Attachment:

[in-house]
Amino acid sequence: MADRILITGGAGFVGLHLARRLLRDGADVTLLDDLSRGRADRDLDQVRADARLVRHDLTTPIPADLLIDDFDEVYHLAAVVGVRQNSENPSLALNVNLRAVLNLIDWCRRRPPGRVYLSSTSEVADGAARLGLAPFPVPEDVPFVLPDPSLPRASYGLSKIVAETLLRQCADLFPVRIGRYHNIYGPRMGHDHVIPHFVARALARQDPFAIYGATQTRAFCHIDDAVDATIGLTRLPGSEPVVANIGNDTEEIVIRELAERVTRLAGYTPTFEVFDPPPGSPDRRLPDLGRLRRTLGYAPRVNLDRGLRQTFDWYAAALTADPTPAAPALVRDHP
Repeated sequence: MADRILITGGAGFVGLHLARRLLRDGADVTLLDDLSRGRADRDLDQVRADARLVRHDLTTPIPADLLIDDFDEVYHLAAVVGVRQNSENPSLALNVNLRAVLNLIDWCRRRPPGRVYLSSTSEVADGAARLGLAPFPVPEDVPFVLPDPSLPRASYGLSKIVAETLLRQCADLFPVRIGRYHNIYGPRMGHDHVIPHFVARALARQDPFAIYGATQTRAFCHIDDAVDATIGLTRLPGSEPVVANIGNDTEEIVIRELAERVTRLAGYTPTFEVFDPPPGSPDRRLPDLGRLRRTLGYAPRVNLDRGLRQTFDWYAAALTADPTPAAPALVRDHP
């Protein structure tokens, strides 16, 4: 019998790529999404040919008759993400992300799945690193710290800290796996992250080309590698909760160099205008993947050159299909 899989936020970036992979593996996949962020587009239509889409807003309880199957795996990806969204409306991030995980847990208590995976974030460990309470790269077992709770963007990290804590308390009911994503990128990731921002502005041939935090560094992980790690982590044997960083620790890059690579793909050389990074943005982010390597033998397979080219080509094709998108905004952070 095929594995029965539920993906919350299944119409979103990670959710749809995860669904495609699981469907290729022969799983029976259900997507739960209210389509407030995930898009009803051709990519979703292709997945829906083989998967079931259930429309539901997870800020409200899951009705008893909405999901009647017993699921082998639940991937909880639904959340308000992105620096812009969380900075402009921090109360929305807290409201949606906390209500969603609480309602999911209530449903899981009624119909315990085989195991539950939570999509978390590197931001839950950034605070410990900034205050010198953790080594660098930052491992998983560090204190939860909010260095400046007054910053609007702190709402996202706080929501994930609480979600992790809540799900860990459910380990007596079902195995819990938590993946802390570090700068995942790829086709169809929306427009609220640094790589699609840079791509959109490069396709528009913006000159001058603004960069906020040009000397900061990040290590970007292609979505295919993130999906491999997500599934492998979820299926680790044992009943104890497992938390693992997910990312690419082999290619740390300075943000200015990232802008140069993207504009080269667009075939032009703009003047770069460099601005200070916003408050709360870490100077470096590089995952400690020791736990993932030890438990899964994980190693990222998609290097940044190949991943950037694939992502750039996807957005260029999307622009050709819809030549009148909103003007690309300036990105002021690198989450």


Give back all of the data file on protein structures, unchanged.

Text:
[in-house]
Amino acid sequence: MADRILITGGAGFVGLHLARRLLRDGADVTLLDDLSRGRADRDLDQVRADARLVRHDLTTPIPADLLIDDFDEVYHLAAVVGVRQNSENPSLALNVNLRAVLNLIDWCRRRPPGRVYLSSTSEVADGAARLGLAPFPVPEDVPFVLPDPSLPRASYGLSKIVAETLLRQCADLFPVRIGRYHNIYGPRMGHDHVIPHFVARALARQDPFAIYGATQTRAFCHIDDAVDATIGLTRLPGSEPVVANIGNDTEEIVIRELAERVTRLAGYTPTFEVFDPPPGSPDRRLPDLGRLRRTLGYAPRVNLDRGLRQTFDWYAAALTADPTPAAPALVRDHP
Repeated sequence: MADRILITGGAGFVGLHLARRLLRDGADVTLLDDLSRGRADRDLDQVRADARLVRHDLTTPIPADLLIDDFDEVYHLAAVVGVRQNSENPSLALNVNLRAVLNLIDWCRRRPPGRVYLSSTSEVADGAARLGLAPFPVPEDVPFVLPDPSLPRASYGLSKIVAETLLRQCADLFPVRIGRYHNIYGPRMGHDHVIPHFVARALARQDPFAIYGATQTRAFCHIDDAVDATIGLTRLPGSEPVVANIGNDTEEIVIRELAERVTRLAGYTPTFEVFDPPPGSPDRRLPDLGRLRRTLGYAPRVNLDRGLRQTFDWYAAALTADPTPAAPALVRDHP
């Protein structure tokens, strides 16, 4: 019998790529999404040919008759993400992300799945690193710290800290796996992250080309590698909760160099205008993947050159299909 899989936020970036992979593996996949962020587009239509889409807003309880199957795996990806969204409306991030995980847990208590995976974030460990309470790269077992709770963007990290804590308390009911994503990128990731921002502005041939935090560094992980790690982590044997960083620790890059690579793909050389990074943005982010390597033998397979080219080509094709998108905004952070 095929594995029965539920993906919350299944119409979103990670959710749809995860669904495609699981469907290729022969799983029976259900997507739960209210389509407030995930898009009803051709990519979703292709997945829906083989998967079931259930429309539901997870800020409200899951009705008893909405999901009647017993699921082998639940991937909880639904959340308000992105620096812009969380900075402009921090109360929305807290409201949606906390209500969603609480309602999911209530449903899981009624119909315990085989195991539950939570999509978390590197931001839950950034605070410990900034205050010198953790080594660098930052491992998983560090204190939860909010260095400046007054910053609007702190709402996202706080929501994930609480979600992790809540799900860990459910380990007596079902195995819990938590993946802390570090700068995942790829086709169809929306427009609220640094790589699609840079791509959109490069396709528009913006000159001058603004960069906020040009000397900061990040290590970007292609979505295919993130999906491999997500599934492998979820299926680790044992009943104890497992938390693992997910990312690419082999290619740390300075943000200015990232802008140069993207504009080269667009075939032009703009003047770069460099601005200070916003408050709360870490100077470096590089995952400690020791736990993932030890438990899964994980190693990222998609290097940044190949991943950037694939992502750039996807957005260029999307622009050709819809030549009148909103003007690309300036990105002021690198989450």